Philippine authorities insisted Tuesday a Malaysian Airlines jet that went missing last year had not crashed onto a remote Filipino island, after a man’s claims that wreckage had been found there made headlines.
The precise fate of Flight MH370, which went missing in March last year with 239 people on board, remains a mystery, and the latest reports appeared to be yet another false lead based on no evidence.
While a wing part from the jet was found washed up on a beach in the Indian Ocean in July, the rest of the plane has yet to be found.
Malaysian media reported at the weekend that a Filipino man told Malaysian police that his relatives had found wreckage of a plane, with skeletons inside, in the jungles of the Philippines’ remote Tawi-Tawi island chain.
Despite the report appearing to have little credibility, some media in Britain, the United States, Singapore and elsewhere picked it up, saying wreckage of a plane had been found on the island and it could be from MH370.
Philippine authorities said on Tuesday that no plane wreckage had been found, and questioned the credibility of the apparent police witness.
“I sent people to the site where it (the plane wreck) was supposedly seen and the results were negative,” the deputy police director of Tawi-Tawi, Superintendent Glenn Roy Gabor, told AFP by phone.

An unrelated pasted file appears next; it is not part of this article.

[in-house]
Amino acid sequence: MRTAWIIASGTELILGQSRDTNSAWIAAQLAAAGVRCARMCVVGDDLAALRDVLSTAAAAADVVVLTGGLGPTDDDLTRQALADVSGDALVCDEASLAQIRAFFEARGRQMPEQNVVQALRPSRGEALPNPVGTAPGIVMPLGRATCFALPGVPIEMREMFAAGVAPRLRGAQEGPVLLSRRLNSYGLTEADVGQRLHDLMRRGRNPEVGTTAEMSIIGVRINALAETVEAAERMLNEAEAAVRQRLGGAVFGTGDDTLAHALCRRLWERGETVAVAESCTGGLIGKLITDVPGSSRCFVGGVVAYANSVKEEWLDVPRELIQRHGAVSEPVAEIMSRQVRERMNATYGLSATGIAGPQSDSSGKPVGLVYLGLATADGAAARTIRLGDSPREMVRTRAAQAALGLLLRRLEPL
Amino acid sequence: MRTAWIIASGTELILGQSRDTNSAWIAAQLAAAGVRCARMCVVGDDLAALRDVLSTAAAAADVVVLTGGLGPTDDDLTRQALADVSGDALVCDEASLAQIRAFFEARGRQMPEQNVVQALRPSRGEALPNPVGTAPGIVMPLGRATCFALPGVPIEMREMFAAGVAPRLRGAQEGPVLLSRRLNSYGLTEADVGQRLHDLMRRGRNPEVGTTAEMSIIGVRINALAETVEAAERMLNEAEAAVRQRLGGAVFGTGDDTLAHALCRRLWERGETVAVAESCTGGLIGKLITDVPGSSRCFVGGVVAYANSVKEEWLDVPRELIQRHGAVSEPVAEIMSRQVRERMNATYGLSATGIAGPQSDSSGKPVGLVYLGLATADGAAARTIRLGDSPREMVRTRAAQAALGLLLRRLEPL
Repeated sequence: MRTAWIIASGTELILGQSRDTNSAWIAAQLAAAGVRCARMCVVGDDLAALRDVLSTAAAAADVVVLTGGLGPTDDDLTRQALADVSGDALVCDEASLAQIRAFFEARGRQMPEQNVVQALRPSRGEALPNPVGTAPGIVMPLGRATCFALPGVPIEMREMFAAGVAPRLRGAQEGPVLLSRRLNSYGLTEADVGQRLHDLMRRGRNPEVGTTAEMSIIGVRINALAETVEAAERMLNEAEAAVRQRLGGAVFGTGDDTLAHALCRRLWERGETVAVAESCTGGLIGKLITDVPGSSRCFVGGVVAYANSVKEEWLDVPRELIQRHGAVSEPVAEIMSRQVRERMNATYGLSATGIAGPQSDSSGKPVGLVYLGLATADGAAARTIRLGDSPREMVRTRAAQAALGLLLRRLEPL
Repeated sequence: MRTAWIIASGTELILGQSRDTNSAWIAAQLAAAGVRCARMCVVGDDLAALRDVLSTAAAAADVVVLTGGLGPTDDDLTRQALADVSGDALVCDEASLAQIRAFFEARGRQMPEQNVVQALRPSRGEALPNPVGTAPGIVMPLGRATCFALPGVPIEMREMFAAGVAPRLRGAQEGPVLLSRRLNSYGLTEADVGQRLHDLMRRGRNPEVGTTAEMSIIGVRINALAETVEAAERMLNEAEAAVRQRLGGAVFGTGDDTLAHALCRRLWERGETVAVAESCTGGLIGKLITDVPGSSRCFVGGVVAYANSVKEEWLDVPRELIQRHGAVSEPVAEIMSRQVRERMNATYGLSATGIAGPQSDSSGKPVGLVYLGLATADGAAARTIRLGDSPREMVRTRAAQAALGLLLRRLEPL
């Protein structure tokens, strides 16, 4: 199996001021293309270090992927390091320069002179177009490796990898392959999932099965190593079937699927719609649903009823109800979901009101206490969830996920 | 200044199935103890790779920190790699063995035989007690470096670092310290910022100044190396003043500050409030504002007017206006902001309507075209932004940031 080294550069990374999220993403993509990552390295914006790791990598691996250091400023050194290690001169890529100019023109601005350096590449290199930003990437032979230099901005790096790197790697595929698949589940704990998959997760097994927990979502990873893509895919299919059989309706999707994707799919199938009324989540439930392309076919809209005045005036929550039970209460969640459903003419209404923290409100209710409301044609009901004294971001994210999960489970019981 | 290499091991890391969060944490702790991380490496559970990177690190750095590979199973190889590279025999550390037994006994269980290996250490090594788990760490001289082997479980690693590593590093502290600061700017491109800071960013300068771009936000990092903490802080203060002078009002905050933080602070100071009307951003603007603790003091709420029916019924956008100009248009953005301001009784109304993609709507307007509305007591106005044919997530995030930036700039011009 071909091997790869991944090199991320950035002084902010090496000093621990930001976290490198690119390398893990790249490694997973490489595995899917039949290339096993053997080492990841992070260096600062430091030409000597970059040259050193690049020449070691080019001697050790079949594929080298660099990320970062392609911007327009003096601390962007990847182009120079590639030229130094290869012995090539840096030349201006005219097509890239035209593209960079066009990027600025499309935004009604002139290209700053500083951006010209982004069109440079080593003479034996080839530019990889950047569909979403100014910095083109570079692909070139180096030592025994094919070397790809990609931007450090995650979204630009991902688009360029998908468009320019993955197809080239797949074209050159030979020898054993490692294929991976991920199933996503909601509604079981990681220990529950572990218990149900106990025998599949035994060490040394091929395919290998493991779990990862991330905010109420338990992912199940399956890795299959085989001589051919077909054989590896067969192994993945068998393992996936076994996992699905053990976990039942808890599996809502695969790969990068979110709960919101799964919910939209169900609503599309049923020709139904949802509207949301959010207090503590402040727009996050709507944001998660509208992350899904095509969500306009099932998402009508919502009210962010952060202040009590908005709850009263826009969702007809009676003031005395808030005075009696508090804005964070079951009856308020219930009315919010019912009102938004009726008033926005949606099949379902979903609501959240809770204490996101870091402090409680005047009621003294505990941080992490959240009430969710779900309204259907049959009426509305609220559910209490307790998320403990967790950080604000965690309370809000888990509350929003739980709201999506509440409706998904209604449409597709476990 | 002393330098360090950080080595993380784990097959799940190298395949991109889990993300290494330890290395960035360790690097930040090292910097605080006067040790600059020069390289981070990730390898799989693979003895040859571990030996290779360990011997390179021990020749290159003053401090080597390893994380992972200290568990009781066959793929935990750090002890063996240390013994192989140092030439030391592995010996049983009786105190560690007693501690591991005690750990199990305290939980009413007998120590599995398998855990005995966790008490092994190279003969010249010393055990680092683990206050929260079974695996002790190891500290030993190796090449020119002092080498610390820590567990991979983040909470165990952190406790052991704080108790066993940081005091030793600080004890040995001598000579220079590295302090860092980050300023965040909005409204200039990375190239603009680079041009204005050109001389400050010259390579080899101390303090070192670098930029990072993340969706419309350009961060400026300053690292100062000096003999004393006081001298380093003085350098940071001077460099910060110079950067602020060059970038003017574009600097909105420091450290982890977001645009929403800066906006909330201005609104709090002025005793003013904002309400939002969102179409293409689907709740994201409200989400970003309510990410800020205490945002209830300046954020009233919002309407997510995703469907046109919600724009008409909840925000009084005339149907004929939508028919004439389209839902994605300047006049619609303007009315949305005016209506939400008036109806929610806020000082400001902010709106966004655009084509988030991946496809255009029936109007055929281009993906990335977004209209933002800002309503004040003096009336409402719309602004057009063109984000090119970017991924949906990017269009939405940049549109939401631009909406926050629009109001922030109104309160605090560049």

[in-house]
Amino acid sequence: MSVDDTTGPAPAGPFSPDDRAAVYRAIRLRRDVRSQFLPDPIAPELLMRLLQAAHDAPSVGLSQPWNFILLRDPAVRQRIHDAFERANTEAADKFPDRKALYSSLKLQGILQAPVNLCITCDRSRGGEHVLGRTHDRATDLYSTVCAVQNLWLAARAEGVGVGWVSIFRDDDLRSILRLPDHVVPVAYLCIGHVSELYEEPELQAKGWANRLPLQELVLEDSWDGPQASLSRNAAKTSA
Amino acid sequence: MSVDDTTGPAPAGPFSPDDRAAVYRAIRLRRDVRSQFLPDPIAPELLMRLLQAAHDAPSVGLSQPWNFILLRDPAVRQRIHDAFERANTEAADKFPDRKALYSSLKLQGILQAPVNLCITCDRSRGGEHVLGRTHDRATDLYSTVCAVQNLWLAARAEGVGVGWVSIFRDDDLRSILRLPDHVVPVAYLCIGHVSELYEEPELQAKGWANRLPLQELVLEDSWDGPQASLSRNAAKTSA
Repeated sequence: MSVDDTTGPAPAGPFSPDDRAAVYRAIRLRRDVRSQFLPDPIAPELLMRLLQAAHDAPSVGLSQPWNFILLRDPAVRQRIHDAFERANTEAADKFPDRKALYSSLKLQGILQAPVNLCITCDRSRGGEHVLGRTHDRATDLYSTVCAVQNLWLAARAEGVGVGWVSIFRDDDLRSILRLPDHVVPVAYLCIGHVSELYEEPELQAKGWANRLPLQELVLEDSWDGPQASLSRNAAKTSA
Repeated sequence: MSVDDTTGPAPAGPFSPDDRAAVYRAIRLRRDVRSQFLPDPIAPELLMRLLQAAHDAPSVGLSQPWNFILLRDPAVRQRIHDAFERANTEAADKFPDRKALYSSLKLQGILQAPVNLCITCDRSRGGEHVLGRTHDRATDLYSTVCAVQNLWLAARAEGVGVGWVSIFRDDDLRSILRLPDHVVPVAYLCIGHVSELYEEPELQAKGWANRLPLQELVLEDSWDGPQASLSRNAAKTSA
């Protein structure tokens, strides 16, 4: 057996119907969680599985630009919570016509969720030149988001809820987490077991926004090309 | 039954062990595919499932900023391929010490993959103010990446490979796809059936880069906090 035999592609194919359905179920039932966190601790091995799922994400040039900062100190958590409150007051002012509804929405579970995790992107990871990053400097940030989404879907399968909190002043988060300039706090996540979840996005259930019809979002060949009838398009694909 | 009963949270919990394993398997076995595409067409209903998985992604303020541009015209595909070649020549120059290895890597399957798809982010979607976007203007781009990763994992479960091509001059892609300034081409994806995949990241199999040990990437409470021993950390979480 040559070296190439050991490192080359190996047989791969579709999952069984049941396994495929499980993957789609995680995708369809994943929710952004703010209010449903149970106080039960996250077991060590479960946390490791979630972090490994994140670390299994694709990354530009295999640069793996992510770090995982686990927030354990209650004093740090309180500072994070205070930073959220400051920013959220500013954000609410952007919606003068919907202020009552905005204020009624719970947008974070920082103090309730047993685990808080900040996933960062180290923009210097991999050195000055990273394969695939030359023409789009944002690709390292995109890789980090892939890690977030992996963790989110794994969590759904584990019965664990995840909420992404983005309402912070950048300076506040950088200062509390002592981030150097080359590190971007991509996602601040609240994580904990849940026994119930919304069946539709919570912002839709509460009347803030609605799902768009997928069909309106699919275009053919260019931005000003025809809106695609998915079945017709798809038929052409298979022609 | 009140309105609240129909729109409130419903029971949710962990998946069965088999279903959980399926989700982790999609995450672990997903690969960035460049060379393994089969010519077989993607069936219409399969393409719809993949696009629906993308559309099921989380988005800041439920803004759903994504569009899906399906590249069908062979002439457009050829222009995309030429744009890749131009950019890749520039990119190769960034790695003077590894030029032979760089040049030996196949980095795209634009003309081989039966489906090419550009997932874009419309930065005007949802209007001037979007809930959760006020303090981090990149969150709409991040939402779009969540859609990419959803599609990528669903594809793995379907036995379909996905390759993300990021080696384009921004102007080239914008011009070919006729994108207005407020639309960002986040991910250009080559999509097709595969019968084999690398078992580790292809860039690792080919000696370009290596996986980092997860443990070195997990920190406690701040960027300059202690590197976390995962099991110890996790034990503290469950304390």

“There was someone who was spreading that story but it has no truth to it and the person spreading it has disappeared.”
Gabor said that if a big plane had crashed on Sagbay island, as the man reportedly claimed to Malaysian police, local residents would definitely have noticed.
“We interviewed the local people and they didn’t see anything. That is a small area. It is impossible they wouldn’t see something like that,” he said.
Tawi-Tawi governor Nurbert Sahali also released a statement saying no wreckage had been found.
The Boeing 777 mysteriously disappeared as it was en route from Kuala Lumpur to Beijing.
Authorities believed it crashed into the Indian Ocean, but a massive investigation has failed to find the main body of the plane or determine why it went missing.
The only major breakthrough came in late July when a two-metre (almost seven-foot) wing part washed up on a beach on Reunion, a French island in the Indian Ocean.
Authorities later confirmed it was from MH370, in the first confirmation that the plane had met a tragic end in the Indian Ocean. But the discovery has not led to any further hard evidence of what happened to the plane.
In the absence of proof, there have been many false leads and conspiracy theories that have been given widespread publicity.